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Electrical Feature of the Month: Generators, Transfer Switches, and UPS’s

Friday, April 1st, 2011

The basic model for an electrical system in a building is a tree. The utility is the root, and the system branches out to panels and subpanels from there. Most devices are connected to a single source—either another device in the system, or the utility.

There are three devices that do not obey this rule: transfer switches, UPS’s, and generators.

Generators have no source at all. They are not connected to the utility or another device in the system. They are their own source of power and provide power to the devices connected to them.

Transfer switches and UPS’s have two sources. Typically, the first source is connected to a device that eventually leads to the utility. For transfer switches, the second source is connected to a generator, or to a device that eventually leads to a generator. For UPS’s, the second source is often not connected to anything, because the battery inside the UPS is the secondary source of power.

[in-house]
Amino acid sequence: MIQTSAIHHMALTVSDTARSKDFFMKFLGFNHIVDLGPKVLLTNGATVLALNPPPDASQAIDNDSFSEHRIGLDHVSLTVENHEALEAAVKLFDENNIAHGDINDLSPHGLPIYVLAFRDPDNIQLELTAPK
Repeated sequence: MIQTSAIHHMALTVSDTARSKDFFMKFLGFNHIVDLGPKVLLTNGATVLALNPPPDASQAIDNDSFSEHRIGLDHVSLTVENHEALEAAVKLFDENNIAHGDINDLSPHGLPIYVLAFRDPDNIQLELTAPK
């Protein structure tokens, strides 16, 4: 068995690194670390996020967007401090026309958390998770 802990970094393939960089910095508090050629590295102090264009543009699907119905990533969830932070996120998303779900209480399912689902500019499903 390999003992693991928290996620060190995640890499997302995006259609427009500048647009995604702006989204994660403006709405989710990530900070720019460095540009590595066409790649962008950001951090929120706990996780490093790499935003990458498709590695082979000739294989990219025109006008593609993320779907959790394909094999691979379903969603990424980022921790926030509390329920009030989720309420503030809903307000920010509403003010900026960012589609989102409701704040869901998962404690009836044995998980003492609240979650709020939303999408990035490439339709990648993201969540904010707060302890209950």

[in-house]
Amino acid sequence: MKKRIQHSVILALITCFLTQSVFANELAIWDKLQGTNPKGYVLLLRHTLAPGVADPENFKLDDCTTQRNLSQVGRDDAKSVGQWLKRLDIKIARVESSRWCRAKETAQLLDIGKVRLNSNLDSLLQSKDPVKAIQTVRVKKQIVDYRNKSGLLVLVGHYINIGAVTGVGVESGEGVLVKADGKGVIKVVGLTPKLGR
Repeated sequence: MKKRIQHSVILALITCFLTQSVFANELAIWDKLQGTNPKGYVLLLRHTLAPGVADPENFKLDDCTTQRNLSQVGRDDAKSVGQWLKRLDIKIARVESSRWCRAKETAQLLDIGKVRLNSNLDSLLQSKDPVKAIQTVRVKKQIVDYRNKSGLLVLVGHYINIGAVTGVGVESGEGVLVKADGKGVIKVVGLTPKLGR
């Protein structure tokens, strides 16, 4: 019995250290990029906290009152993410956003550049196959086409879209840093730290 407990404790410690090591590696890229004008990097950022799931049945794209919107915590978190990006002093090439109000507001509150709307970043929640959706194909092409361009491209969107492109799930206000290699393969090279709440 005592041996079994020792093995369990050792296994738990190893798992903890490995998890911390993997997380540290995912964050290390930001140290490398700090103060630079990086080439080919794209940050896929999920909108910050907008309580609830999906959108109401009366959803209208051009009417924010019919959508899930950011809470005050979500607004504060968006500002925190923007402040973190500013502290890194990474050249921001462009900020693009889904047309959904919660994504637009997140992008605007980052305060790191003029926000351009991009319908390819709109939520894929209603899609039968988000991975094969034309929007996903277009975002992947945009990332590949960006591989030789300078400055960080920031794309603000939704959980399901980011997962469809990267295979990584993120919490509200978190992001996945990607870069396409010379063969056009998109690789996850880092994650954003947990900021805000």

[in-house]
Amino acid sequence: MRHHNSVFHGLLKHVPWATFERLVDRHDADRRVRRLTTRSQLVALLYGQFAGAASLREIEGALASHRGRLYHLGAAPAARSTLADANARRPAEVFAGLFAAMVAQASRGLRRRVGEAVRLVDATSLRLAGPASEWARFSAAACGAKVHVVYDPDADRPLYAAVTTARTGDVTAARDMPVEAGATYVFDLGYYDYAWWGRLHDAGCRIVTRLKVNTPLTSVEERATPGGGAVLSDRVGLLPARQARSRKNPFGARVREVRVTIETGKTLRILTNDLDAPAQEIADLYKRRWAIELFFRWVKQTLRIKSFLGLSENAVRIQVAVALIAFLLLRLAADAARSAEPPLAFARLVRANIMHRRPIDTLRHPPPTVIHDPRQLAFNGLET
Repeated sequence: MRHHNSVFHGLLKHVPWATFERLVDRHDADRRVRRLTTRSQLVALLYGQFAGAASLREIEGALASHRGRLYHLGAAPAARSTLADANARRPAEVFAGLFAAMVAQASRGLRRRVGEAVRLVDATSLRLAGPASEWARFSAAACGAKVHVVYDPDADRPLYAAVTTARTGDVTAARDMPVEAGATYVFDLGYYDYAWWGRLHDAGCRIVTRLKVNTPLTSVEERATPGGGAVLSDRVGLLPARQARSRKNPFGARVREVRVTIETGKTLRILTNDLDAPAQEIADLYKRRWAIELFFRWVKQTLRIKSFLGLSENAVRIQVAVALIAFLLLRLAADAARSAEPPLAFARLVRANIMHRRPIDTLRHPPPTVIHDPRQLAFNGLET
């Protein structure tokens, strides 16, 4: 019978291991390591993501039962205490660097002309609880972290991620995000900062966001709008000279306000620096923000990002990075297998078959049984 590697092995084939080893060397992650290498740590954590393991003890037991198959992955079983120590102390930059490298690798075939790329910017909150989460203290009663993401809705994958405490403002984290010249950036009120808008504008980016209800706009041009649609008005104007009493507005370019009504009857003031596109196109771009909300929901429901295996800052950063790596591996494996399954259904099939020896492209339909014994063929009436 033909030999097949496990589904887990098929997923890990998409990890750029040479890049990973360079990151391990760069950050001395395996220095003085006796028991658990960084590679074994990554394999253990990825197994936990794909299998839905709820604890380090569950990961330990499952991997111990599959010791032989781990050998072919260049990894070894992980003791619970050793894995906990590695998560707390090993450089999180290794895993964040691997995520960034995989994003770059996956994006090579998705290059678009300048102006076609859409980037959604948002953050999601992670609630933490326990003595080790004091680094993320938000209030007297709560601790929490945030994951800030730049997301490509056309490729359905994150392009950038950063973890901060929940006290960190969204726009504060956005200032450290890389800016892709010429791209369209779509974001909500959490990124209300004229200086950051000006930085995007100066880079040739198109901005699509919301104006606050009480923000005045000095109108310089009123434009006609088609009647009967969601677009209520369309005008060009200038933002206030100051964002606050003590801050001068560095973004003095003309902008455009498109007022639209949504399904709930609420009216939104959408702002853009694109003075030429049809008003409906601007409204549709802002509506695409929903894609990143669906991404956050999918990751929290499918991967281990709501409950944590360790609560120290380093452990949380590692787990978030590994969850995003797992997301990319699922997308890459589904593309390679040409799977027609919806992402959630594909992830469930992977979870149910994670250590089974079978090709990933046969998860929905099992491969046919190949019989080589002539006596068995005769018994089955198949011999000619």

Design Master Electrical calculates fault and voltage drop from both sources. The larger of the two values is the one that is displayed.

2 Responses to “Electrical Feature of the Month: Generators, Transfer Switches, and UPS’s”

  1. Steve says:

    What about systems, like ABB’s, that uses standard switchgear with a specialized controller to act as an ATS?

  2. David Robison (Design Master Software) says:

    Depending upon what exactly the switchgear does, you might need to model that with multiple components. At the very least, you need a transfer switch in DM. You can have multiple taps on it, and that might be sufficient. If you need something more complicated, you can then connect the transfer switch to a switchboard or something else.

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